Purpose - The paper seeks to provide a theoretical foundation and empirical evidence on the impact of HRM fit on citizenship and task performance (CTP) of employees.
Design/methodology/approach - A range of recently published articles were critically reviewed in order to argue that HRM fit is useful to address issues of substandard CTP. A hybrid type of research design was adopted to collect both quantitative and qualitative data through questionnaires and interviews. Analysis is based on 433 survey responses gathered from employees and managers of seven manufacturing companies in Sri Lanka.
Findings - The findings provide evidence not only to confirm the HRM fit hypothesis (which states that the higher the HRM fit, the greater the performance) but also to negate the said hypothesis in relation to some HRM practices. It is also revealed that HRM fit does not matter to the majority of HRM practices examined, and that HRM fit is more important for citizenship performance (CP) than for task performance (TP).
Research limitations/implications - The findings represent the Sri Lankan manufacturing sector sample only. The selection of HRM practices was limited to the HRM typology of Schuler and Jackson. The extent to which person-organisation fit may change for individuals over the course of their employment was not considered.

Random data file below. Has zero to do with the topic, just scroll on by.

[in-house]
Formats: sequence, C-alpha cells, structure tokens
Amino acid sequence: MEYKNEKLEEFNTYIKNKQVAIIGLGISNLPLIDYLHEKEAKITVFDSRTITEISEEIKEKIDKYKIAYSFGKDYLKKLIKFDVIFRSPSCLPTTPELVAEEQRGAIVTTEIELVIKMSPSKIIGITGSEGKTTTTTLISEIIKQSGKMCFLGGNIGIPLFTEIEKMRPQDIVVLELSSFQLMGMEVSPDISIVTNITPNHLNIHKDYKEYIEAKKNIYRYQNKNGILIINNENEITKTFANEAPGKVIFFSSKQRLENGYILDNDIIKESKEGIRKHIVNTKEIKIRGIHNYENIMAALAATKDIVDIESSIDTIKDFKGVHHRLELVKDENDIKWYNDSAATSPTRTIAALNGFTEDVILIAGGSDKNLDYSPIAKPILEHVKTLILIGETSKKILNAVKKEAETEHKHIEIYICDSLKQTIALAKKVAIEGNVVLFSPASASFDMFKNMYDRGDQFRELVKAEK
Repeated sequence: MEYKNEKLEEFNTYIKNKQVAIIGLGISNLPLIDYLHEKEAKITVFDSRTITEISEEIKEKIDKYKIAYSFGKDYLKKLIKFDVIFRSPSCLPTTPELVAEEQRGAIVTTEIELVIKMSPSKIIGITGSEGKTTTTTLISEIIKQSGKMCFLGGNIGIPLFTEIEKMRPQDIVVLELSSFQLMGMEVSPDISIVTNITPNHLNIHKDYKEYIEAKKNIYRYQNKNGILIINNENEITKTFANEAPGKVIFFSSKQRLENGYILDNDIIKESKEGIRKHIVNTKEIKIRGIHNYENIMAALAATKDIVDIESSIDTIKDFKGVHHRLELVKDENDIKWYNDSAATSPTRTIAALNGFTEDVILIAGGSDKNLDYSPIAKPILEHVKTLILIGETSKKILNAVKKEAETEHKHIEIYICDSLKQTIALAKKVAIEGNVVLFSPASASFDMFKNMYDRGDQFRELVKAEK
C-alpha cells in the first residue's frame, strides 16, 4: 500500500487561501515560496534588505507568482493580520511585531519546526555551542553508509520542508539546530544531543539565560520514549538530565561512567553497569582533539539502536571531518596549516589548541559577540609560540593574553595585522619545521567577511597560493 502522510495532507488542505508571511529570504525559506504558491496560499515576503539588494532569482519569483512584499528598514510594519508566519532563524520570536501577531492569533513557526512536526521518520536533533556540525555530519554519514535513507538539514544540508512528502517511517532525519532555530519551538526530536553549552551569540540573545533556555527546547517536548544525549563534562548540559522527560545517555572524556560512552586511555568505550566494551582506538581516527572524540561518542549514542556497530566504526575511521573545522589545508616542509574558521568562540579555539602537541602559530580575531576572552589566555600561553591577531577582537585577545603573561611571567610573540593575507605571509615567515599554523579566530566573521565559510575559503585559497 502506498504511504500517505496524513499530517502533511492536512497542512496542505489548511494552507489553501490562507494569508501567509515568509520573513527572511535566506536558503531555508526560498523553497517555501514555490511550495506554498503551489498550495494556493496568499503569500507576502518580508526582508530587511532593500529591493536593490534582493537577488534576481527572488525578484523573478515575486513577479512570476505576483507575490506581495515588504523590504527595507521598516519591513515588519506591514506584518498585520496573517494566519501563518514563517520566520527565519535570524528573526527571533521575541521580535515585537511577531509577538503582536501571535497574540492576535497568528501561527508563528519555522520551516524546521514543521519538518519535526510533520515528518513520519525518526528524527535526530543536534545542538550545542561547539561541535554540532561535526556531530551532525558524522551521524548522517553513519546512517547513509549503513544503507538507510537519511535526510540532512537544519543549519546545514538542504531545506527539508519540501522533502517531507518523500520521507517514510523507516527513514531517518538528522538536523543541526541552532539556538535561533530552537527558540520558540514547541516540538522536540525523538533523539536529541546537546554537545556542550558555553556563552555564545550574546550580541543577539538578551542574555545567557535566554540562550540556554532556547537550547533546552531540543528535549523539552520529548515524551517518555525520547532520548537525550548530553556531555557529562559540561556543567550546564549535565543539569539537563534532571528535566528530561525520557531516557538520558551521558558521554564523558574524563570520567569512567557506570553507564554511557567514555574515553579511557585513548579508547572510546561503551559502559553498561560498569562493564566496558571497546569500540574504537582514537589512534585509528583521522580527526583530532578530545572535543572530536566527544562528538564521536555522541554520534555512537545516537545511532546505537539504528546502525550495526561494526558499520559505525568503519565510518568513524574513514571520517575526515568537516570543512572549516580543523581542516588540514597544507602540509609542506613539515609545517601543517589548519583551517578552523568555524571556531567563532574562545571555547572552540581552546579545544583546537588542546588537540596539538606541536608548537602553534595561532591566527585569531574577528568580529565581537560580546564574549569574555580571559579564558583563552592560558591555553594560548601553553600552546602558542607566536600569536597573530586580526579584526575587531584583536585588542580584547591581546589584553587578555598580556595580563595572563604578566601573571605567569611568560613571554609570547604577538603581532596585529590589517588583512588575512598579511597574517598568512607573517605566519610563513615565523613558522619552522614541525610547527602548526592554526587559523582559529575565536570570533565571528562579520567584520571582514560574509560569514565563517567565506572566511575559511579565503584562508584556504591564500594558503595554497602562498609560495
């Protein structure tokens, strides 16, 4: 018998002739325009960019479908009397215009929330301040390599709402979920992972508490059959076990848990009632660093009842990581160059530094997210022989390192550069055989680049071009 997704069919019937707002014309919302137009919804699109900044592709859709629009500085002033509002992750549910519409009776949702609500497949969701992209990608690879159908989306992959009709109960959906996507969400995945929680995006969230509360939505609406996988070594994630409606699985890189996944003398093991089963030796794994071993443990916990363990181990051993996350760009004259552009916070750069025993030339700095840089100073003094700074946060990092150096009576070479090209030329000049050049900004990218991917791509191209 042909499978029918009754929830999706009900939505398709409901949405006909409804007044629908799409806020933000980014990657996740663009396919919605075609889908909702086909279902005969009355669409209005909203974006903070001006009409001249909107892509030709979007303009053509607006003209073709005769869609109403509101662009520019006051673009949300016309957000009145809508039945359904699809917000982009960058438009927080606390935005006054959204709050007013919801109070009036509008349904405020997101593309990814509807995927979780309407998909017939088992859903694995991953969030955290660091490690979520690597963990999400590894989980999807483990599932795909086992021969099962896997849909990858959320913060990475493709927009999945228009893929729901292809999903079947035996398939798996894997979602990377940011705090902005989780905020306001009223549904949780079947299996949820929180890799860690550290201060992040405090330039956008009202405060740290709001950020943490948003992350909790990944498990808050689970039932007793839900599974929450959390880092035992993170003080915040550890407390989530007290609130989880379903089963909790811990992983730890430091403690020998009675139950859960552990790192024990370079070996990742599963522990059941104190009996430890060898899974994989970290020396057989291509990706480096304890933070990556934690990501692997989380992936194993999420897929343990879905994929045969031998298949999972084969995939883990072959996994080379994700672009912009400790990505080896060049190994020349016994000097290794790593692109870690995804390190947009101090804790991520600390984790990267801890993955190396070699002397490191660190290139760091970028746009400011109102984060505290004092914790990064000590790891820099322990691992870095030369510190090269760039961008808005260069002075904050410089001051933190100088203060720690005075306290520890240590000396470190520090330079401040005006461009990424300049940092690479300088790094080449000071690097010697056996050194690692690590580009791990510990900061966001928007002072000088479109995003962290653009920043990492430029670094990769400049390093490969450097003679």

Practical implications - The paper addresses the issue of transferability of HRM practices and aids practitioners to assess the impact of person-organization fit on specific HRM practices. The relationship between the HR planning and control system and CTP sends signals for practitioners to consider the incorporation of HRM fit concept in selection, training and development, and the design of HRM systems.
Originality/value - The paper presents an exploration of the HRM fit concept and CTP and provides empirical evidence in a developing country context. An innovative analytical approach that addresses several person-organisation fit methodological issues is presented, which could contribute to the current knowledge and future research.